Friday, May 25, 2007

Caught the microfund bug

wrote this the other day, but I've been so busy visiting borrowers, that i just come home and crash every night...I'm very behind on everything, but it's been a really inspiring week. i'm pretty worn out and we're going sightseeing this weekend. hopefully i'll get to bed soon....

22 May 2007

Today was when it really just hit me. This work being done by Microfund is not only important, but indispensable. As the manager of the whole Lake region said today, he doesn’t want to know where the country would be right now without microfinance (especially since the turmoil in the 90’s). Things are pretty bad as it is, how could it be worse? I met a woman today who was so beautiful, and had the biggest smile I’ve seen in Togo. She also has two beautiful young girls, the eldest of whom will be starting school next year, which is an opportunity the mother never had having lost her father when she was very young. Until she found Microfund, she was selling oil, but most of her money passed through the hands of a loan shark. At times the rates were so high that she wasn’t able to repay, so she had to disappear for some time in order to earn money to repay the loan shark (I’m not sure what she had to do while she was away from her family). Now she has a booming business and all of the people in her area come to her general goods store. She would’ve sold out of rice and beans, except that she wanted to keep the end of it to show me. Not only that, but she has built her own small one-room house out of actual cement (floors and walls), and she has windows in the house, AND it’s painted inside and out. She’s very proud of what she’s accomplished, and she should be. AND her husband is supportive and even reminds her when she needs to repay her loan (not that she needs reminding because she is a loyal and timely member). She expects all of her children to make it very far in school (including the one soon to arrive), and she dreams to one day be able to own her own land and build a home on it for her children. I saw an ad for the oil industry the other day that had Miss Togo on a large billboard supporting some brand of vegetable oil. If I were the judge, I would pick the woman I met today as the next Miss Togo.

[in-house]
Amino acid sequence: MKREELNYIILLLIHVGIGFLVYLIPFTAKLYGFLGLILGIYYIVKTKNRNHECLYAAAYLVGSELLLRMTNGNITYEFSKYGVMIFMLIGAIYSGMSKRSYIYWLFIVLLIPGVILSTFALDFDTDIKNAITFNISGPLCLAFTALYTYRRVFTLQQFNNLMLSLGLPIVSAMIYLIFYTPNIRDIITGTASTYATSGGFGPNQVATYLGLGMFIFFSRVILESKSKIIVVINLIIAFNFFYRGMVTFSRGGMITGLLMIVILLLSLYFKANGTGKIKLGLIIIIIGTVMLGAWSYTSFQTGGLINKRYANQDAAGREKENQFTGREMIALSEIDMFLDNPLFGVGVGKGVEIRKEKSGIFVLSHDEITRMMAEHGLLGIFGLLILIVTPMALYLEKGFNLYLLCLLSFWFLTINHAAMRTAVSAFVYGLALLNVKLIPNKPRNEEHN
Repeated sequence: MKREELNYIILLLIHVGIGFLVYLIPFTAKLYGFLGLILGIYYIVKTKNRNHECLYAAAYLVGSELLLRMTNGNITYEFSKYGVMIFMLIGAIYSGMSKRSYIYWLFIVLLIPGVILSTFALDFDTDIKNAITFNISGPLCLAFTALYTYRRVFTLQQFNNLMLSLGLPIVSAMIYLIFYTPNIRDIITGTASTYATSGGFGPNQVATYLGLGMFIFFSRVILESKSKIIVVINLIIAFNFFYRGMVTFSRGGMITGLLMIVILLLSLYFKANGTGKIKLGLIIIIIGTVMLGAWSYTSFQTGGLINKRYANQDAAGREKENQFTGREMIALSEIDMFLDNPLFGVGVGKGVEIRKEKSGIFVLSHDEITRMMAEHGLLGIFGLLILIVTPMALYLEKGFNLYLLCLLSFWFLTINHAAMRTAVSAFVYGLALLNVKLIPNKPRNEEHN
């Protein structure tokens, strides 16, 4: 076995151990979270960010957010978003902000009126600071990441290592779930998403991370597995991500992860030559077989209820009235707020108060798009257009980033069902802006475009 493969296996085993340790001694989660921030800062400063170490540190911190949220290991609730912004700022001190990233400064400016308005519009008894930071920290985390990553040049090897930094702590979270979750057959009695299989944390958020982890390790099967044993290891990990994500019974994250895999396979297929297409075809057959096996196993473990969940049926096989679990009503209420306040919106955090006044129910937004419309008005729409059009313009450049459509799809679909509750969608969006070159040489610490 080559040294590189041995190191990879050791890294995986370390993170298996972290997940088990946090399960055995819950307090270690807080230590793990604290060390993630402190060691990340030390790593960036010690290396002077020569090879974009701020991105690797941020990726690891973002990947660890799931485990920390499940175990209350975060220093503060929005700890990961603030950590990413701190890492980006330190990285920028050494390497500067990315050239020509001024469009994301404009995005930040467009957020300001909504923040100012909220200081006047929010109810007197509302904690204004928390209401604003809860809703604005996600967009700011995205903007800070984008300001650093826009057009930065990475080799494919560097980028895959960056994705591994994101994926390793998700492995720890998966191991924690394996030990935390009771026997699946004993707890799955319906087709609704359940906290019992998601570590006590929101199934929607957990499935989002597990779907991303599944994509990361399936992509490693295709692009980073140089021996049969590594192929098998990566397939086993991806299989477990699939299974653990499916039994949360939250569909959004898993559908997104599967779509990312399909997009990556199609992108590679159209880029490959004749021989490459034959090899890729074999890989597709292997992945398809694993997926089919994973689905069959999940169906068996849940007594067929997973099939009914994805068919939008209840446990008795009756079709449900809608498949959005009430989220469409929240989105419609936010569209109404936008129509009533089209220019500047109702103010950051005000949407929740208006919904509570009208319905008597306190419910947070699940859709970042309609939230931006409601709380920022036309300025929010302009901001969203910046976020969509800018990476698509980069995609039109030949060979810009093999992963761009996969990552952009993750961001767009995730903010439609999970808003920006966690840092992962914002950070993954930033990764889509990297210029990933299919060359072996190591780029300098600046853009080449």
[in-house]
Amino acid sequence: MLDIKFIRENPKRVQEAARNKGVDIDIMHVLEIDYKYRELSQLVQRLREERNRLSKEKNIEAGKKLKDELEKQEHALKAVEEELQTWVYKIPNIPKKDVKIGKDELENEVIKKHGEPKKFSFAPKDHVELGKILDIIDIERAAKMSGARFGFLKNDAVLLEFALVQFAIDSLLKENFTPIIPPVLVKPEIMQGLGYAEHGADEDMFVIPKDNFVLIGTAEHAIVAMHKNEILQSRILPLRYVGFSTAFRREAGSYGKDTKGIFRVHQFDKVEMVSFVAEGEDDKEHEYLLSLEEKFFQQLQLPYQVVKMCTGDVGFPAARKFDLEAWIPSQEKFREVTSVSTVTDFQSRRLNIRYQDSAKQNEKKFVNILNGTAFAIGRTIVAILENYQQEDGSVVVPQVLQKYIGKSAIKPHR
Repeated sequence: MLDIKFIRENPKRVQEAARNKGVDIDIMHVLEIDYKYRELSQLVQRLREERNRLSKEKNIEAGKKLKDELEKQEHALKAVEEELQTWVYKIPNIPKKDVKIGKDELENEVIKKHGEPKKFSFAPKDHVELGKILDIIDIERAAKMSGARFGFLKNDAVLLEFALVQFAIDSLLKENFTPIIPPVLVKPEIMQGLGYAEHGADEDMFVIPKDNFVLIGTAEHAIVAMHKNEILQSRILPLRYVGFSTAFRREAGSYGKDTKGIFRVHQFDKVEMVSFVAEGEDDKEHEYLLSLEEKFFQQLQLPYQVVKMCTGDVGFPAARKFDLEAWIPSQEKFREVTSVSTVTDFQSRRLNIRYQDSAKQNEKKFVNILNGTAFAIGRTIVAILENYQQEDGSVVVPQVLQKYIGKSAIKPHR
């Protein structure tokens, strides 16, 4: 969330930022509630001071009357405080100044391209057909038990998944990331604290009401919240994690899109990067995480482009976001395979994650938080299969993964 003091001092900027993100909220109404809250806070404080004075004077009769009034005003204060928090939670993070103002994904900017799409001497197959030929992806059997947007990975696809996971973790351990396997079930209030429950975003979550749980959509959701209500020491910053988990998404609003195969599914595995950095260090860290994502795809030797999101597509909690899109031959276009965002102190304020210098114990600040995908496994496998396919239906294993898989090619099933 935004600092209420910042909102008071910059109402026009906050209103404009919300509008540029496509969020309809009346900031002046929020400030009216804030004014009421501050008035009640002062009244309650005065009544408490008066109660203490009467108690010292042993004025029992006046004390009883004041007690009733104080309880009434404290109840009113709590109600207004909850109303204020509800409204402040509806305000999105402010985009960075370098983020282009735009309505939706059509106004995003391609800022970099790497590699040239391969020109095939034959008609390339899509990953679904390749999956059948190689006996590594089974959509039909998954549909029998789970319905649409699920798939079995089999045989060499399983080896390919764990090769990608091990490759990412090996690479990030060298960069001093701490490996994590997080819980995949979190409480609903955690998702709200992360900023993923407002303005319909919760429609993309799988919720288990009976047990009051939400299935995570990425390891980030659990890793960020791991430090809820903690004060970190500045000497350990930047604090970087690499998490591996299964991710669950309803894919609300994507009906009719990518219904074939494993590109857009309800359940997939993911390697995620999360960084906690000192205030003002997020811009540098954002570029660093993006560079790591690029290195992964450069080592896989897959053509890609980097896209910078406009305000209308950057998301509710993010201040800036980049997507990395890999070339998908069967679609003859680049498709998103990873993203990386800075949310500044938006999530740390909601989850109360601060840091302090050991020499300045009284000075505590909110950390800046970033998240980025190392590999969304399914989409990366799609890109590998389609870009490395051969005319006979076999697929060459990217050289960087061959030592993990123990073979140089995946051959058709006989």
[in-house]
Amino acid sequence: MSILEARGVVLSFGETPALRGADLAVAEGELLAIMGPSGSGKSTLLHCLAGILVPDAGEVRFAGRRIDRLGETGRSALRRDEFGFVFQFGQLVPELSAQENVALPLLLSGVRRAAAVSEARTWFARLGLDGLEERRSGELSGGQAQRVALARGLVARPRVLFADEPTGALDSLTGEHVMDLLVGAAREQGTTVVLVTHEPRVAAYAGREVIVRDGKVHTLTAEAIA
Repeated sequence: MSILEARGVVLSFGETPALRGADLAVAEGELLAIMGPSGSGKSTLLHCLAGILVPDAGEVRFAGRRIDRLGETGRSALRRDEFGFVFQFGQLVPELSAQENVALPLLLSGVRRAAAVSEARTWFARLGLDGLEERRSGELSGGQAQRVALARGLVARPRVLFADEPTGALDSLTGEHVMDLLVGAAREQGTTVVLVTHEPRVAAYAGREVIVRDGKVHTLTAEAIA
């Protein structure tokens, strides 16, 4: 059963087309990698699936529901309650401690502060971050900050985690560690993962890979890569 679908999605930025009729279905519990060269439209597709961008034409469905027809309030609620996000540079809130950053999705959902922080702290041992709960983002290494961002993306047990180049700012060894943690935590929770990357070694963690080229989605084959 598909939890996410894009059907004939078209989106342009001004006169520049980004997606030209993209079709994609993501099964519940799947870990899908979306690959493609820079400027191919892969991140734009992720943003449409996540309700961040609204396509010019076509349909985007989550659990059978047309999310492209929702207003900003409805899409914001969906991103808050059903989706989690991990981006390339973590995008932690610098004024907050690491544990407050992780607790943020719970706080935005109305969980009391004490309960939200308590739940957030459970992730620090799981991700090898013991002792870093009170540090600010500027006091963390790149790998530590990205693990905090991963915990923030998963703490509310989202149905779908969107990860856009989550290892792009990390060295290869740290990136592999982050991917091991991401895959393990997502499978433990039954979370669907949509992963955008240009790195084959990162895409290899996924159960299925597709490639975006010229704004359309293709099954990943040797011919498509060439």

Well, so that’s it. I want to do anything possible to help Microfund expand their services, especially since it seems that the larger MFI’s in the country don’t really try to reach out to the poor villages the way Microfund does (or when they do it’s to try to take away the members who have already been mobilized and formed groups to join Microfund…but it rarely works and when they do leave they tend to come back (according to Joseph and Edmond). I hope this isn’t really the case, but it’s very likely. This is such tough work that I can see how programs with lots of money and supporters wouldn’t want to bother…

I’ve written so much I won’t go into full length about the handicapped woman I was finally able to meet yesterday (after hearing her praise several times from Joseph). She was really so touching. She’s been handicapped since she was born and was left by her husband because of it after they’d had 4 children together. It still hurt so much that she didn’t want to talk about it. She used to survive solely on presents given to her by family members. Slowly she would save some of that until she could buy and sell some candy and cigarettes. With Microfund she has now gotten to the place where she has a large shop in what used to be her mother’s home where she and her family now live. She also cares for her brother’s children. She has people go to the markets for her to purchase products for the shop and she works such long hours that she was recently very ill and the nurse told her she needs to get more rest and move around (she currently has no wheelchair and is in desperate need of one…. I’m already looking into the price of one here.) Her dream is to buy land and build homes for her children so that one day they will be able to say that their mother was handicapped but she was able to leave them that inheritance.

I think that says it all.

1 comment:

Hector Palchik said...

Dalia: As your dad I know I have to restrain myself from talking about you, but today you made me cry. Kisses, Dad.